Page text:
By: Maria W. Stewart (1803-1879)

Book cover Meditations from the Pen

Maria W. Stewart was America's first black woman political writer. Between 1831 and 1833, she gave four speeches on the topics of slavery and women's rights. Meditations From The Pen of Mrs. Maria W. Stewart—published in 1879 shortly before her death—is a collection of those speeches as well as her memoir, some meditations and prayers. They are political, poetical and sermon all at the same time; but in the mileu in which she lectured, they were a critically important part of the abolitionist movement years before the contributions of others such as Frederick Douglass and Sojourner Truth...

By: Marianne Moore (1887-1972)

Poems by Marianne Moore Poems

In 1921, American poet H.D. collected and published a selection of previously published poems by Marianne Moore. Although this angered Moore, as it was entirely unauthorized, she later accepted the edition as well made and used it as the basis for her own 1924 publication of Obersvations. Moore’s unique poetry matches the experimentation underway during the American Modernist movement. Much of it incorporates seemingly out-of-place quotations into complex free verse that often uses Nature as a subject matter...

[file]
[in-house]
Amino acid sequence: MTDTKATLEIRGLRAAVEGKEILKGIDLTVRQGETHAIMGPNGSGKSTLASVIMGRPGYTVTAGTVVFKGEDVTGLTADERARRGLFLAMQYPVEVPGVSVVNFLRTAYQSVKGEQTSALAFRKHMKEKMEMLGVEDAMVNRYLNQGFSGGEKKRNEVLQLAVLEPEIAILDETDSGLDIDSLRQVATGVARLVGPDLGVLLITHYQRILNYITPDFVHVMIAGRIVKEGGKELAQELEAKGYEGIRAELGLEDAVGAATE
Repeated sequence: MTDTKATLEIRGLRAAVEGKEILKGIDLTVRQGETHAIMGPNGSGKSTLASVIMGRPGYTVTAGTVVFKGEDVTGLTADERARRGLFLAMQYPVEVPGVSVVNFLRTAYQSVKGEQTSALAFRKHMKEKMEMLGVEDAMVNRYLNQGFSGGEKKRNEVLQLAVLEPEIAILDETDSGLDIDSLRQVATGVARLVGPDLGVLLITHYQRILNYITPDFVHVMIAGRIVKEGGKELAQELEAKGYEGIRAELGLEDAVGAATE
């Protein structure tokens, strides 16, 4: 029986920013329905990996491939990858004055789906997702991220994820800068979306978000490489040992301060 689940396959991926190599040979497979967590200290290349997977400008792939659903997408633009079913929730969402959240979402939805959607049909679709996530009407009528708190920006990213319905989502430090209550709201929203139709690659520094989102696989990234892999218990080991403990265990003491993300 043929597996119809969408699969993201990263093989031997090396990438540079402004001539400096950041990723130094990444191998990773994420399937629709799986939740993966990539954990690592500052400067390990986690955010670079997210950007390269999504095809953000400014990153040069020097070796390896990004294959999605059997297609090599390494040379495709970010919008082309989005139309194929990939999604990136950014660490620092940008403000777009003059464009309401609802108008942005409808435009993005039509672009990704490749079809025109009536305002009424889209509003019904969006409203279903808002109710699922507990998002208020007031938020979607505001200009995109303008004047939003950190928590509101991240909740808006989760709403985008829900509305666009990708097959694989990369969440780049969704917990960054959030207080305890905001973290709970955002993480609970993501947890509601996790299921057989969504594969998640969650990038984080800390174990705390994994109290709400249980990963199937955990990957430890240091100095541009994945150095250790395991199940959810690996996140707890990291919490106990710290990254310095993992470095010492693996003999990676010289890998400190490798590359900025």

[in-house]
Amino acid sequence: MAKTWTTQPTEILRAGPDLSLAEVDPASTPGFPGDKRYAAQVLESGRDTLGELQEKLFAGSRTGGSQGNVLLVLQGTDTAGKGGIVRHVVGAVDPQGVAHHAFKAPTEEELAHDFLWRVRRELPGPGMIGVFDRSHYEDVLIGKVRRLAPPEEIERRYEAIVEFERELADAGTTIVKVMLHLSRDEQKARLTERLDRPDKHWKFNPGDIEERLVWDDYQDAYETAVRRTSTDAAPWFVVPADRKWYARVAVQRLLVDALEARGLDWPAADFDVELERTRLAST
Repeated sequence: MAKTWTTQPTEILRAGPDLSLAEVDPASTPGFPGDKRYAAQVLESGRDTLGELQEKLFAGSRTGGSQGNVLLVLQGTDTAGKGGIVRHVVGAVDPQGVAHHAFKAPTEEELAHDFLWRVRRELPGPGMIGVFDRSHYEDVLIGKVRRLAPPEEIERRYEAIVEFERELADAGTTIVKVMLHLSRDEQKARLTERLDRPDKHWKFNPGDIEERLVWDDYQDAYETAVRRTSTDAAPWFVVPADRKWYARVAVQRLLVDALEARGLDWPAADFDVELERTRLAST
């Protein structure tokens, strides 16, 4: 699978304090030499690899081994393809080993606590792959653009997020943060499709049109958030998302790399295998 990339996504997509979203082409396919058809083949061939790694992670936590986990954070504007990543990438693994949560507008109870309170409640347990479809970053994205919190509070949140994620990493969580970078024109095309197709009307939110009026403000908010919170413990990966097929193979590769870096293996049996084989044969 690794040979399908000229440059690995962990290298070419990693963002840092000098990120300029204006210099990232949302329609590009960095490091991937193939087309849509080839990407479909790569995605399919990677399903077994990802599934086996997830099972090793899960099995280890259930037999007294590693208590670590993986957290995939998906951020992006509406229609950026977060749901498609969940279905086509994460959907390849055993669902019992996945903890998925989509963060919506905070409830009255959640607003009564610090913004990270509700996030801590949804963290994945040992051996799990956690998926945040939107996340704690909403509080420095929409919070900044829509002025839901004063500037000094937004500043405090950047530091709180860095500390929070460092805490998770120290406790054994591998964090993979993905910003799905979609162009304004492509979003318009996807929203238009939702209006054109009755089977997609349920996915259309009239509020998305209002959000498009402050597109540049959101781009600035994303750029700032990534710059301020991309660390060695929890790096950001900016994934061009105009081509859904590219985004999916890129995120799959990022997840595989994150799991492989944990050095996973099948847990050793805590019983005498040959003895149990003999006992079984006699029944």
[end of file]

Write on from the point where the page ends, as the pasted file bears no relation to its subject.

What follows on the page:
By: Marietta Holley (1836-1926)

Book cover Poems

This is a collection of poems by Marietta Holley, better known as Josiah Allen's Wife.

By: Marjorie Allen Seiffert (1885-1970)

Book cover A Woman of Thirty

By: Mark Lemon (1809-1870)

Book cover How to Make a Man of Consequence

Mark Lemon had a natural talent for journalism and the stage, and, at twenty-six, retired from less congenial business to devote himself to the writing of plays. More than sixty of his melodramas, operettas and comedies were produced in London, whilst at the same time he was contributing to a wide variety of magazines and newspapers, and was founding editor of both Punch and The Field.

By: Martha Dickinson Bianchi (1866-1943)

Book cover Russian Lyrics

By: Mary Baker Eddy (1821-1910)